Substance Use, Mental Health Disorders Linked to Increased Risk for Criminal Involvement

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Adults with substance use disorders, comorbid substance use and mental health disorders, and increasing multimorbidity are most at risk for legal problems.

Adults with substance use disorders, comorbid substance use and mental health disorders, and greater multimorbidity were at increased risk for criminal involvement, according to national survey data published in the Journal of Clinical Psychiatry.

Investigators abstracted data from the National Epidemiologic Survey on Alcohol and Related Conditions Wave III (NESARC-III), which was conducted by the National Institute on Alcohol Abuse and Alcoholism between April 2012 and June 2013. The NESARC-III survey was administered to 36,309 non-institutionalized adults whose addresses were randomly selected from the 2010 census. The survey captured sociodemographic variables, lifetime and current (past-year) psychiatric diagnoses, and lifetime and current substance use disorder (SUD). Multimorbidity was assessed by counting the number of lifetime and current diagnoses, with current defined as within the past year. Lifetime criminal outcomes were captured using questions pertaining to illegal behavior from the NESARC-III antisocial personality module. Specifically, investigators extracted information on lifetime incarceration experience and current general, alcohol-related, and drug-related legal problems. Logistic regression was performed to examine the associations between psychiatric disorders, SUD, and lifetime criminal behavior.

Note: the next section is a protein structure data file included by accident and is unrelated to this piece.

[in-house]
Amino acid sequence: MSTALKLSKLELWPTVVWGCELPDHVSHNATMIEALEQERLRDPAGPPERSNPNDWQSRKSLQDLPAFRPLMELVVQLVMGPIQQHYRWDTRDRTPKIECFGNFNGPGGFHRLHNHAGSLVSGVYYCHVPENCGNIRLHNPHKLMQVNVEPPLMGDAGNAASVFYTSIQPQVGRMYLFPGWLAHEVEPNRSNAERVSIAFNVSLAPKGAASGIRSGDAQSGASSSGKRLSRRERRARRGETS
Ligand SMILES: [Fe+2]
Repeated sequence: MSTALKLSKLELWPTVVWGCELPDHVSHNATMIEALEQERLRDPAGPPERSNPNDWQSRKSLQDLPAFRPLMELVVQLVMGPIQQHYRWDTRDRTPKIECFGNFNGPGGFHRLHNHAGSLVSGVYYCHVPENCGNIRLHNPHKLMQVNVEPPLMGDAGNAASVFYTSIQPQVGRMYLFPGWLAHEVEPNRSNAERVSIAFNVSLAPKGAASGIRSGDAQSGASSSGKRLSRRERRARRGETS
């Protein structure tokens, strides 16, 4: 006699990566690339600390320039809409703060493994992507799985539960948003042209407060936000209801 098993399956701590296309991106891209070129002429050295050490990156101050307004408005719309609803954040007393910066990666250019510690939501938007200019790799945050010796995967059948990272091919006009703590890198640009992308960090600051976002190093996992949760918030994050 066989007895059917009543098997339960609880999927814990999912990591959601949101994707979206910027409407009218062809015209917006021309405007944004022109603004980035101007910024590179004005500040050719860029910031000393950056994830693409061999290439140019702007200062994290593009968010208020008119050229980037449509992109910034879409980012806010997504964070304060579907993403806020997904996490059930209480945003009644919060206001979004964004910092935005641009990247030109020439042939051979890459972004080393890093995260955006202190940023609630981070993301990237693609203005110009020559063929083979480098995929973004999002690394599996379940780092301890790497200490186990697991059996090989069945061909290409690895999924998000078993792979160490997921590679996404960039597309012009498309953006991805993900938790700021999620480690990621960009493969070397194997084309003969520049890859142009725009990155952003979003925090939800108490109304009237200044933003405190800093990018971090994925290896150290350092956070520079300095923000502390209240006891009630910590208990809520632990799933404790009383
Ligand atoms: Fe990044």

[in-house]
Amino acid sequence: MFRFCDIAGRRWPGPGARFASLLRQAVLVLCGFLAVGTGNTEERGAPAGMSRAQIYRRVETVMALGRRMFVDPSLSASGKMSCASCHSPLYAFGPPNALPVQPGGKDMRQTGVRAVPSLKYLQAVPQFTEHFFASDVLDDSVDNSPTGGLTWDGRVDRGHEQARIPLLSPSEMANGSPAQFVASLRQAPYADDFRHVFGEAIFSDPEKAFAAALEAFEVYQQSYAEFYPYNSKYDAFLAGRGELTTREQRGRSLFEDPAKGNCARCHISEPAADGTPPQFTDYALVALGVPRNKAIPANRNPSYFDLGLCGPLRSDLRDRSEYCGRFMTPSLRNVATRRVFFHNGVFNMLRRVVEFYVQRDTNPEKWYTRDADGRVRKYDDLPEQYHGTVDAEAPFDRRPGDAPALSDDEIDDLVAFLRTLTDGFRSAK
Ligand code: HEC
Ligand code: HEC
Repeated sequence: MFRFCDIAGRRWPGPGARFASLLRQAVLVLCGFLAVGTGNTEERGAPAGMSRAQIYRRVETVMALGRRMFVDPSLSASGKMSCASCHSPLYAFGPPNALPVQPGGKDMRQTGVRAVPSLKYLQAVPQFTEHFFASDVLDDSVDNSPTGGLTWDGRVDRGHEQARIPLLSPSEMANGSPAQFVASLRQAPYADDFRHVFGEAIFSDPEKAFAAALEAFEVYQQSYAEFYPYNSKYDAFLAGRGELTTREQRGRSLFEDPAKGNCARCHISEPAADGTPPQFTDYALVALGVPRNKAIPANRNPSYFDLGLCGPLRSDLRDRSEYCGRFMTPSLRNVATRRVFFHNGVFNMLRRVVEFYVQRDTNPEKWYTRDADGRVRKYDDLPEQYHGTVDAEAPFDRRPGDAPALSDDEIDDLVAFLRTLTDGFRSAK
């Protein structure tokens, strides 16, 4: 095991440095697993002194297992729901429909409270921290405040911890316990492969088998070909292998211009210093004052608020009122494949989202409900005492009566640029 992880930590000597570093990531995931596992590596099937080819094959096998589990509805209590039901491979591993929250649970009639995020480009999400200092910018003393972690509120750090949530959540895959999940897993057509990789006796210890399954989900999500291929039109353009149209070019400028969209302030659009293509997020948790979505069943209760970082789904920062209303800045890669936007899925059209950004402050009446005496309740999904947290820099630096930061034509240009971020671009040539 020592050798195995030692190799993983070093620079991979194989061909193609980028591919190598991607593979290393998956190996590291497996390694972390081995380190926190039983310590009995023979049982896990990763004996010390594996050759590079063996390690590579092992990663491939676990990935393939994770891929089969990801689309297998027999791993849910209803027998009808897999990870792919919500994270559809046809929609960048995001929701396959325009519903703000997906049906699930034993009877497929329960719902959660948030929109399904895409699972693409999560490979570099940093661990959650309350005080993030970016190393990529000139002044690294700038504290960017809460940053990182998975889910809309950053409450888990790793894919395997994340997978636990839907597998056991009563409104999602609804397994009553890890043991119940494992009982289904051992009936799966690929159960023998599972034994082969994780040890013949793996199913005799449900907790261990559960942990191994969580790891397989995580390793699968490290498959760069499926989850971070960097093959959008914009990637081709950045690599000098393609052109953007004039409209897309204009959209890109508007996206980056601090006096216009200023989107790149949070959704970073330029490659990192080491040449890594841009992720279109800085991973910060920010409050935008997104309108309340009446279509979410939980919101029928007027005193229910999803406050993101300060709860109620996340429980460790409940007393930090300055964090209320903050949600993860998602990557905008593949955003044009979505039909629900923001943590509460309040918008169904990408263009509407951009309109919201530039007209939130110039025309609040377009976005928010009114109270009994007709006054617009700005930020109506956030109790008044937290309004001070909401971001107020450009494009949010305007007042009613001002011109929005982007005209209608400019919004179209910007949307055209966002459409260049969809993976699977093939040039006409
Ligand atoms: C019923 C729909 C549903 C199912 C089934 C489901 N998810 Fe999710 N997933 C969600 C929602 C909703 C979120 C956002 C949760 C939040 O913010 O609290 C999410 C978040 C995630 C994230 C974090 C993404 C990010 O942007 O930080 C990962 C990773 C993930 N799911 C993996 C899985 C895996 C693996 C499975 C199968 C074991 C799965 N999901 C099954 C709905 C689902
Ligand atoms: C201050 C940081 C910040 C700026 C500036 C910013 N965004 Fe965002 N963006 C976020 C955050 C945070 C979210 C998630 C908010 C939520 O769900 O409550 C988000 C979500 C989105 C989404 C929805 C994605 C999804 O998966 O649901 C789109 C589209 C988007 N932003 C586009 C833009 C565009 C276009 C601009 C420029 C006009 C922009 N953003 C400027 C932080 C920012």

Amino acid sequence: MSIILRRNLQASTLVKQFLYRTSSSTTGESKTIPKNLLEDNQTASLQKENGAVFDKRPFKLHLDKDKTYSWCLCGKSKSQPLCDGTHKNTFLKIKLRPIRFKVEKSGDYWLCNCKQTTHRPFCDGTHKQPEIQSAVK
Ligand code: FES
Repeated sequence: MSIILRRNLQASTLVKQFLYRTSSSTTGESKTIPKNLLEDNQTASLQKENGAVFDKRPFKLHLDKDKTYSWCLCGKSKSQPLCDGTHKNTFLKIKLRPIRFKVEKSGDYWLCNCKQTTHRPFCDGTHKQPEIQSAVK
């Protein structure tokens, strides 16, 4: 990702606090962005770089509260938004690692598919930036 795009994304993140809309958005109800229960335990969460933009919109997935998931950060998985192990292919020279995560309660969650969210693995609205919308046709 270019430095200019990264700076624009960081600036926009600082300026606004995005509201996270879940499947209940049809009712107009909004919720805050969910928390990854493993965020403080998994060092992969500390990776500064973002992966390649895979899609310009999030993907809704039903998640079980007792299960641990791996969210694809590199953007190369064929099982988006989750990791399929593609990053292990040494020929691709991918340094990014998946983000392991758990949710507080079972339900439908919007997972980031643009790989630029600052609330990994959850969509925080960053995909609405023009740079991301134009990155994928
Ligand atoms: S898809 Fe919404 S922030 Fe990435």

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Of the NESARC-III participants, 28.5% reported a history of criminal behavior and 11.4% reported a history of incarceration as an adult. In addition, 1.8% reported current general legal problems, 0.8% reported current alcohol-related legal problems, and 2.7% reported current drug-related legal problems. Approximately half (48.9%) of adults reported lifetime psychiatric disorders, and 33.4% reported current psychiatric disorders. Psychiatric and SUDs were associated with a significantly increased risk for lifetime criminal behavior and lifetime incarceration. Drug use disorders were associated with the highest risk for lifetime crime (adjusted odds ratio [aOR], 6.8; 95% CI, 6.1-7.6), lifetime incarceration (aOR, 4.7; 95% CI, 4.1-5.3), and current legal problems (aOR, 3.3; 95% CI, 2.6-4.2).

The odds of criminal behavior were also high in adults with alcohol use disorder, post-traumatic stress disorder, social anxiety disorder, and bipolar I disorder. Multimorbidity and comorbidity were associated with increased risk for lifetime crime; just 47% of individuals with only SUDs and 24% of individuals with only mental health disorders reported criminal activity compared with 64% of individuals with comorbid substance use and mental health disorders. Risk for lifetime incarceration also increased with the number of lifetime diagnoses; adults with SUDs and mental health disorders were at the greatest risk for incarceration (26%) compared with adults with SUDs only (23%) and adults with mental health disorders only (8%). Controlling for antisocial personality disorder did not affect the results.

These results underscore the importance of community-based addiction treatments in minimizing patient legal involvement. Improved access to mental health services may reduce the criminal involvement of high-risk individuals, particularly individuals with comorbid substance use disorders.

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Moore KE, Oberleitner LMS, Zonana HV, et al. Psychiatry disorders and crime in the US population: results from the national epidemiologic survey on alcohol and related conditions wave III. J Clin Psychiatry. 2019;80(2):18m12317.